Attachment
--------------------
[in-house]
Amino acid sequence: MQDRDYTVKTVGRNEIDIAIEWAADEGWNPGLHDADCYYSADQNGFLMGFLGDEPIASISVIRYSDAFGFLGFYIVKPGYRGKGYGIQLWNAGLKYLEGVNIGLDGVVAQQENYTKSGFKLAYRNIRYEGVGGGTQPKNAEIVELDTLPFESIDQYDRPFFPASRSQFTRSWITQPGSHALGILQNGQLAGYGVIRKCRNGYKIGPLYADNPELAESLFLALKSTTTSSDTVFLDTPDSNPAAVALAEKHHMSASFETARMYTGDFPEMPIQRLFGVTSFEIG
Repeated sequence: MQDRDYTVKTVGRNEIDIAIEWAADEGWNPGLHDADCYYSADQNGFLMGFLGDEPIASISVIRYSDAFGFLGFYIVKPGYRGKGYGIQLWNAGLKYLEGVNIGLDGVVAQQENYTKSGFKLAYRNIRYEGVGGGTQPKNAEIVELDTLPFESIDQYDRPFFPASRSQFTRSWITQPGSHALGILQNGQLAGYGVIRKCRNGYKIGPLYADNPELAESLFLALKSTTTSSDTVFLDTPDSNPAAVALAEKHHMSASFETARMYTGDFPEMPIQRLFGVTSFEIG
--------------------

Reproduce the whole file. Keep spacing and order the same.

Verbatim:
[in-house]
Amino acid sequence: MQDRDYTVKTVGRNEIDIAIEWAADEGWNPGLHDADCYYSADQNGFLMGFLGDEPIASISVIRYSDAFGFLGFYIVKPGYRGKGYGIQLWNAGLKYLEGVNIGLDGVVAQQENYTKSGFKLAYRNIRYEGVGGGTQPKNAEIVELDTLPFESIDQYDRPFFPASRSQFTRSWITQPGSHALGILQNGQLAGYGVIRKCRNGYKIGPLYADNPELAESLFLALKSTTTSSDTVFLDTPDSNPAAVALAEKHHMSASFETARMYTGDFPEMPIQRLFGVTSFEIG
Repeated sequence: MQDRDYTVKTVGRNEIDIAIEWAADEGWNPGLHDADCYYSADQNGFLMGFLGDEPIASISVIRYSDAFGFLGFYIVKPGYRGKGYGIQLWNAGLKYLEGVNIGLDGVVAQQENYTKSGFKLAYRNIRYEGVGGGTQPKNAEIVELDTLPFESIDQYDRPFFPASRSQFTRSWITQPGSHALGILQNGQLAGYGVIRKCRNGYKIGPLYADNPELAESLFLALKSTTTSSDTVFLDTPDSNPAAVALAEKHHMSASFETARMYTGDFPEMPIQRLFGVTSFEIG